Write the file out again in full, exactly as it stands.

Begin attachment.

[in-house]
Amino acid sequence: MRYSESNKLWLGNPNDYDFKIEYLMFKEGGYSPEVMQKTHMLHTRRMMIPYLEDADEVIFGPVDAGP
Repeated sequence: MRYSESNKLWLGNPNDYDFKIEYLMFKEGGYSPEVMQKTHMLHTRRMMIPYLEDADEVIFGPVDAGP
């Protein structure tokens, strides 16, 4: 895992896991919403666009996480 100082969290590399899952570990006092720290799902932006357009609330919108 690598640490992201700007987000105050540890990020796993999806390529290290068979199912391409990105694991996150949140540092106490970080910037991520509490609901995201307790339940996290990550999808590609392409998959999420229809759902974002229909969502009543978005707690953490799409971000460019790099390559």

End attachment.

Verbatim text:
[in-house]
Amino acid sequence: MRYSESNKLWLGNPNDYDFKIEYLMFKEGGYSPEVMQKTHMLHTRRMMIPYLEDADEVIFGPVDAGP
Repeated sequence: MRYSESNKLWLGNPNDYDFKIEYLMFKEGGYSPEVMQKTHMLHTRRMMIPYLEDADEVIFGPVDAGP
């Protein structure tokens, strides 16, 4: 895992896991919403666009996480 100082969290590399899952570990006092720290799902932006357009609330919108 690598640490992201700007987000105050540890990020796993999806390529290290068979199912391409990105694991996150949140540092106490970080910037991520509490609901995201307790339940996290990550999808590609392409998959999420229809759902974002229909969502009543978005707690953490799409971000460019790099390559």